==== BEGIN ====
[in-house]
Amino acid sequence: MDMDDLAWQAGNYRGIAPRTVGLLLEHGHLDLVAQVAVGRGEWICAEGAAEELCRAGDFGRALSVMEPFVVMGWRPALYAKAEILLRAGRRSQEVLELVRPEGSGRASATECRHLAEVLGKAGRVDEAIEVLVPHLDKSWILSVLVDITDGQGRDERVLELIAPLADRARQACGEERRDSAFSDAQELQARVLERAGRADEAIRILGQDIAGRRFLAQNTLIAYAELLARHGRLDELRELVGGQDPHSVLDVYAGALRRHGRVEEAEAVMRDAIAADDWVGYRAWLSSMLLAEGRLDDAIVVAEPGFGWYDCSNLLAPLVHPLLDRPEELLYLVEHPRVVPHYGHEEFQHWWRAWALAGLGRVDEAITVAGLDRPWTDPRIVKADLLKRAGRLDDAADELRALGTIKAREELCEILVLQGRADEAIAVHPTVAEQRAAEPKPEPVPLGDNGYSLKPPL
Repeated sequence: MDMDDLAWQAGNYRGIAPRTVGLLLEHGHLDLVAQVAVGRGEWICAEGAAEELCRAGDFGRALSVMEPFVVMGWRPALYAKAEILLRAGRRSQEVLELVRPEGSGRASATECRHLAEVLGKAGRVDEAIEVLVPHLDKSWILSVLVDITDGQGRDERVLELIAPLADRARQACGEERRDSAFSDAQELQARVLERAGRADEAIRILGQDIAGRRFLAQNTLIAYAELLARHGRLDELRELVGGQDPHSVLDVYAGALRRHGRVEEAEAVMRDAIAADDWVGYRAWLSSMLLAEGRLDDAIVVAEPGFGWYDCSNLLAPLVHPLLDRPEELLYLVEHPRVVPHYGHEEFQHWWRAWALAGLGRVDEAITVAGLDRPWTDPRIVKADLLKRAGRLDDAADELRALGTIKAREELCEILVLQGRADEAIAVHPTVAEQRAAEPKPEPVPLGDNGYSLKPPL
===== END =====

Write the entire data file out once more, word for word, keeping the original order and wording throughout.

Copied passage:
[in-house]
Amino acid sequence: MDMDDLAWQAGNYRGIAPRTVGLLLEHGHLDLVAQVAVGRGEWICAEGAAEELCRAGDFGRALSVMEPFVVMGWRPALYAKAEILLRAGRRSQEVLELVRPEGSGRASATECRHLAEVLGKAGRVDEAIEVLVPHLDKSWILSVLVDITDGQGRDERVLELIAPLADRARQACGEERRDSAFSDAQELQARVLERAGRADEAIRILGQDIAGRRFLAQNTLIAYAELLARHGRLDELRELVGGQDPHSVLDVYAGALRRHGRVEEAEAVMRDAIAADDWVGYRAWLSSMLLAEGRLDDAIVVAEPGFGWYDCSNLLAPLVHPLLDRPEELLYLVEHPRVVPHYGHEEFQHWWRAWALAGLGRVDEAITVAGLDRPWTDPRIVKADLLKRAGRLDDAADELRALGTIKAREELCEILVLQGRADEAIAVHPTVAEQRAAEPKPEPVPLGDNGYSLKPPL
Repeated sequence: MDMDDLAWQAGNYRGIAPRTVGLLLEHGHLDLVAQVAVGRGEWICAEGAAEELCRAGDFGRALSVMEPFVVMGWRPALYAKAEILLRAGRRSQEVLELVRPEGSGRASATECRHLAEVLGKAGRVDEAIEVLVPHLDKSWILSVLVDITDGQGRDERVLELIAPLADRARQACGEERRDSAFSDAQELQARVLERAGRADEAIRILGQDIAGRRFLAQNTLIAYAELLARHGRLDELRELVGGQDPHSVLDVYAGALRRHGRVEEAEAVMRDAIAADDWVGYRAWLSSMLLAEGRLDDAIVVAEPGFGWYDCSNLLAPLVHPLLDRPEELLYLVEHPRVVPHYGHEEFQHWWRAWALAGLGRVDEAITVAGLDRPWTDPRIVKADLLKRAGRLDDAADELRALGTIKAREELCEILVLQGRADEAIAVHPTVAEQRAAEPKPEPVPLGDNGYSLKPPL